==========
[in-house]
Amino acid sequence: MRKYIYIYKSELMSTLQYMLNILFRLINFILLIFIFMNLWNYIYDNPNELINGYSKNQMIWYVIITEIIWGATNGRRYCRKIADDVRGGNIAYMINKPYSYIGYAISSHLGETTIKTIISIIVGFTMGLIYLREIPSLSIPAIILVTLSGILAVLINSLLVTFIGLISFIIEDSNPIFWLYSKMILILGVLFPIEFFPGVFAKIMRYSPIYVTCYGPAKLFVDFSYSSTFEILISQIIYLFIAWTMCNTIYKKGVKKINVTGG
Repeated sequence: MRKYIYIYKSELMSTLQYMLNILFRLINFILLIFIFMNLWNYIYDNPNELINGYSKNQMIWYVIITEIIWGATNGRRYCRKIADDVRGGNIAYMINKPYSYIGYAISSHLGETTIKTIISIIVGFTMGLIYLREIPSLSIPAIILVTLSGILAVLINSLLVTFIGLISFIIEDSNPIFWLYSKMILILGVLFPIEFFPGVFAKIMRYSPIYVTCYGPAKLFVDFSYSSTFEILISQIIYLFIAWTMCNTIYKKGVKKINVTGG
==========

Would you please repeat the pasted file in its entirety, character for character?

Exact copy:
[in-house]
Amino acid sequence: MRKYIYIYKSELMSTLQYMLNILFRLINFILLIFIFMNLWNYIYDNPNELINGYSKNQMIWYVIITEIIWGATNGRRYCRKIADDVRGGNIAYMINKPYSYIGYAISSHLGETTIKTIISIIVGFTMGLIYLREIPSLSIPAIILVTLSGILAVLINSLLVTFIGLISFIIEDSNPIFWLYSKMILILGVLFPIEFFPGVFAKIMRYSPIYVTCYGPAKLFVDFSYSSTFEILISQIIYLFIAWTMCNTIYKKGVKKINVTGG
Repeated sequence: MRKYIYIYKSELMSTLQYMLNILFRLINFILLIFIFMNLWNYIYDNPNELINGYSKNQMIWYVIITEIIWGATNGRRYCRKIADDVRGGNIAYMINKPYSYIGYAISSHLGETTIKTIISIIVGFTMGLIYLREIPSLSIPAIILVTLSGILAVLINSLLVTFIGLISFIIEDSNPIFWLYSKMILILGVLFPIEFFPGVFAKIMRYSPIYVTCYGPAKLFVDFSYSSTFEILISQIIYLFIAWTMCNTIYKKGVKKINVTGG